To save her ailing father from serving in the Imperial Army, a fearless young woman disguises herself as a man to battle northern invaders in China.

Available Now on Disney+ with Premier Access ($34.99). Available on Disney+ for all users 4th December 2020.

Cast:  Yifei Liu, Donnie Yen, Tzi Ma, Jason Scott Lee, Yoson An, Ron Yuan, Gong Li, Jet Li

Directors: Niki Caro
Screenplay: Rick Jaffa, Amanda Silver, Lauren Hynek, Elizabeth Martin
Based on: Disney’s Mulan by Tony Bancroft and Barry Cook, Ballad of Mulan by Guo Maoqian

After being delayed by Covid-19, after being on the brink of releasing in cinemas, Disney’s latest in their lineup of Live Action adaptations of their animated films is available to watch. While the debate around Mulan’s release with Disney+’s Premier Access taken up the most attention recently, this film has been cautiously viewed by fans and critics since it was first announced. Fears of whitewashing were raised and the news that none of the songs from original 1998 film would be included or that Mushu the Dragon would not feature was not well received. Even now there are calls to boycott the film for lead actress Liu Yifei’s support of Hong Kong police. Ultimately when it comes down to the film, it is a beautiful film with a hollow centre.

After northerner Invaders attack the silk road, the Emperor of China (Jet Li) decrees that one male from every family in the land will join the imperial army. For Mulan’s family, that means her elderly, injured father Hua Zhou (Tzi Ma). Mulan decides to pretend to be her father’s son, stealing his armour and sword and joining the imperial army in his stead.


As someone who is not overly familiar with the animated film, I am able to comment too much on the changes between the two films, beyond those mentioned before. A number of characters for the original have been condensed, changed or split. Mulan’s Grandmother is no longer needed, with her duties given to Hua Zhou while Li Shang has been replaced by the duo of Commander Tung (Donnie Yen), Mulan’s mentor and a leader in the imperial army, and Chen Honghui (Yoson An), a fellow recruit and Mulan’s love interest. Even the villains have been changed with Jason Scott Lee as Bori Khan, the leader of the invaders, instead of Shan Yu and powerful witch Xian Lang (Gong Li) replacing Shan Yu’s falcon, Hayabusa.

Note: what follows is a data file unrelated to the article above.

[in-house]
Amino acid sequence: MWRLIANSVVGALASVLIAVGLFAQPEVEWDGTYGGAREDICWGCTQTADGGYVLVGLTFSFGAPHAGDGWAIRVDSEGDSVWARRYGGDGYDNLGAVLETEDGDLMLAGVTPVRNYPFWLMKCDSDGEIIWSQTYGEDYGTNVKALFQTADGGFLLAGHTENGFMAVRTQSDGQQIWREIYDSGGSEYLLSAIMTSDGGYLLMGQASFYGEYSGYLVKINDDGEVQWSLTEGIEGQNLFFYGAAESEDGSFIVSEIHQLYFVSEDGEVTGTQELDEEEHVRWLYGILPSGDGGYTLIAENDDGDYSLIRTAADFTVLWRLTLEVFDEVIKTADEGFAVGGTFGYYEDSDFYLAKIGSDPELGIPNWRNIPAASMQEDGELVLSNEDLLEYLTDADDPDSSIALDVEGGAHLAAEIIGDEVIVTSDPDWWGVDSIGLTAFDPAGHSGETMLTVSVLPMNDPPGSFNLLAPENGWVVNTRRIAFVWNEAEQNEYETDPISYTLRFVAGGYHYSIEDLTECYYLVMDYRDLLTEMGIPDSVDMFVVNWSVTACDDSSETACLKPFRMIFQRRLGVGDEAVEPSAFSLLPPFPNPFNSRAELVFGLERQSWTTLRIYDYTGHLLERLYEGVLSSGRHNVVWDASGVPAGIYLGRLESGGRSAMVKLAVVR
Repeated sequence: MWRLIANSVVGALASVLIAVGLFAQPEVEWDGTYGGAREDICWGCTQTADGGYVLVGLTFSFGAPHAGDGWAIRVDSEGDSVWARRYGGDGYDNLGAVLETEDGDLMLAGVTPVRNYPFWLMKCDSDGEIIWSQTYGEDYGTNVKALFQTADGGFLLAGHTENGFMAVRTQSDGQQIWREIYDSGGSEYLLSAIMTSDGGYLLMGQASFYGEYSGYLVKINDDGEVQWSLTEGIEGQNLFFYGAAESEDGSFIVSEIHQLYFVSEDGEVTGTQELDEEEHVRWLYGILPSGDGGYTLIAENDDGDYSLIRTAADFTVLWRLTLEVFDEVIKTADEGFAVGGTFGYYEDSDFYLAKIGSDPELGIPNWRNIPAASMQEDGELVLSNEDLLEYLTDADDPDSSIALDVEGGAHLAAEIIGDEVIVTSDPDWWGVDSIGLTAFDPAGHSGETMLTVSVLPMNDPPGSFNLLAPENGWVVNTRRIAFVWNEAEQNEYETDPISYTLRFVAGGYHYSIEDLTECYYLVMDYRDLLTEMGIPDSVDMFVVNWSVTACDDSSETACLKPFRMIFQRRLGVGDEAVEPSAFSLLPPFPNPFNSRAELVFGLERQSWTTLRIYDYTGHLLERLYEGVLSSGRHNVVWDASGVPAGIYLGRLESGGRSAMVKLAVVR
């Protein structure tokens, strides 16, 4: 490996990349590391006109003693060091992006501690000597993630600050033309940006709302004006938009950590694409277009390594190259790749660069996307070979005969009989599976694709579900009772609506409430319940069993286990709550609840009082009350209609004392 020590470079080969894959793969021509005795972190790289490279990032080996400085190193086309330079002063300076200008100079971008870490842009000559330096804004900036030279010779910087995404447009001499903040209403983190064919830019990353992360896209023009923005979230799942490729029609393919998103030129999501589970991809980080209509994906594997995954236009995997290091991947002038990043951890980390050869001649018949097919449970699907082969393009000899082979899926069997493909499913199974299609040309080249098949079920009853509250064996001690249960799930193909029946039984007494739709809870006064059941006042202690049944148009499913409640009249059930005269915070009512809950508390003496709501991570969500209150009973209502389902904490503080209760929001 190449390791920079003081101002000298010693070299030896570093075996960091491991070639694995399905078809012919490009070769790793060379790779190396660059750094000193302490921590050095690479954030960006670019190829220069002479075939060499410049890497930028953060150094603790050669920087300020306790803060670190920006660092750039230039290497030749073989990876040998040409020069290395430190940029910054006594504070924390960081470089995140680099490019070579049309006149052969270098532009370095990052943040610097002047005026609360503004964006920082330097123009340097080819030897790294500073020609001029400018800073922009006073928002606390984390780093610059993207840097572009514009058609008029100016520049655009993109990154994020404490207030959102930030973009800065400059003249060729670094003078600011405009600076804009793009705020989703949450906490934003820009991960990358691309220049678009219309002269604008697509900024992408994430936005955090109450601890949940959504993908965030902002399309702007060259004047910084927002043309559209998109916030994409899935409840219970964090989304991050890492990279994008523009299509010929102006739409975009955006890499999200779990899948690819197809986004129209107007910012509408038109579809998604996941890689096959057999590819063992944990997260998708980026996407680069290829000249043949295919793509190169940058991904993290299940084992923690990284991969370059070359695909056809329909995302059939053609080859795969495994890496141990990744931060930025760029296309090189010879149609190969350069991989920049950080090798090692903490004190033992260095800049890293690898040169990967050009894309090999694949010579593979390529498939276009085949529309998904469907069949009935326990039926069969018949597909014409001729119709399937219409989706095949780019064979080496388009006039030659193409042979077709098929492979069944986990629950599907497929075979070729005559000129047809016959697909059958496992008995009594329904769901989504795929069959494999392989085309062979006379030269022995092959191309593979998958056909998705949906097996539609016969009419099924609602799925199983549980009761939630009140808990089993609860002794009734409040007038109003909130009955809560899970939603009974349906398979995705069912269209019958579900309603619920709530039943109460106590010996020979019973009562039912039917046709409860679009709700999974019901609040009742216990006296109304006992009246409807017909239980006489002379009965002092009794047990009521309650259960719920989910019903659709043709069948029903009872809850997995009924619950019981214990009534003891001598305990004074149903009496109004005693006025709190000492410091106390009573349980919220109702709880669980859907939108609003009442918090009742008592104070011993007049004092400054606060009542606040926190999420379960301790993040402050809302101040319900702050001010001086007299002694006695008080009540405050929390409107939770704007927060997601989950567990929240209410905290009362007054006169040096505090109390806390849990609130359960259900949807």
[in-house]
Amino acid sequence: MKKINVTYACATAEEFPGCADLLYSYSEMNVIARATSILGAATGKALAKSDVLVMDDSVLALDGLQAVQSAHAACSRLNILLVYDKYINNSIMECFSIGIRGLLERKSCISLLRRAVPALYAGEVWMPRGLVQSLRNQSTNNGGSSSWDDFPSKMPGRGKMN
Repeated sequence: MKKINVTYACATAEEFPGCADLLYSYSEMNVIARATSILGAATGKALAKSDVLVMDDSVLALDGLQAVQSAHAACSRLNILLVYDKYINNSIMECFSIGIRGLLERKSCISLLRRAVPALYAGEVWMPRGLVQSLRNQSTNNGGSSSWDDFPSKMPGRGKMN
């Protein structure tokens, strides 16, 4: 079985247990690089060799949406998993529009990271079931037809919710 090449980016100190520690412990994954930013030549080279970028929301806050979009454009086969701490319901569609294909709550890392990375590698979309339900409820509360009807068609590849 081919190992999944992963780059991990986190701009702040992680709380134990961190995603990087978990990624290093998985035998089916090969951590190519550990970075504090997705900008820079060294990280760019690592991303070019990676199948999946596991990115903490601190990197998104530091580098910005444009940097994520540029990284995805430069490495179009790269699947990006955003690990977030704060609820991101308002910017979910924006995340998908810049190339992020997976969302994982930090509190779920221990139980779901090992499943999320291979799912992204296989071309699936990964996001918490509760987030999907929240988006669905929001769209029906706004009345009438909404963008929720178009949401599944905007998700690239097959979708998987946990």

The plot hits most of the key moments from the original, adjusting a few pieces here and there. It does feel a bit oddly paced with certain elements feeling rushed. The movie does hit you over the head with its themes and lessons, hand-holding you throughout. For a Disney movie, it is very low of comedy relief or fun in general. There are a few laughs with the other recruits and with Mulan’s sister at the start of the film but this is, for the most part, a serious affair which raises the question “who is the target audience for this film?”

The film is not helped by an amazing lack of character. There are almost no three-dimensional characters to find here. Mulan is fine but we barely get to know her at all, due to her pretending to be a man for a large portion of the film. Not having someone to share her secret with, like Mushu in the animated film, means we never learn how she is feeling or what she is thinking. Liu Yifei is physically impressive in the role but isn’t given a chance to really show her range here. The villains are incredibly stereotypical from the little we get of them and the connection between Mulan and Xian Lang that they try to make feels really forced. The relationship between Mulan and Chen Honghui is one of the few they are subtle with but could have used some more investment.

While the script may not have been the focus of the film, the production is where Disney seem to have thrown their money at. The scenery is beautiful, the costumes great and scale impressive. While not historical or culture 100% accurate, it will work for most viewers as long as you remember this is a fictitious version of China just like Aladdin’s Agrabah 

The action sequences pay homage to the Asian cinema war epics with Crouching Tiger, Hidden Dragon a likely influence. The film introduces (poorly) the concept of qi, “the boundless energy of life itself”, which Mulan is strong in and allows her to do amazing gravity-defying moves. It is never really explored or explained in great detail, but Mulan seems to be the only Chinese soldier to possess it, which leads to a couple of visual interesting moments.

With Mulan, Disney has tried to provide a version of the Chinese folklore that’s more respectful. Unfortunately, by doing so, they remove a lot of fun and character from the animated source material, leaving only a series of pretty shots more focused on telling a parable than a fun story.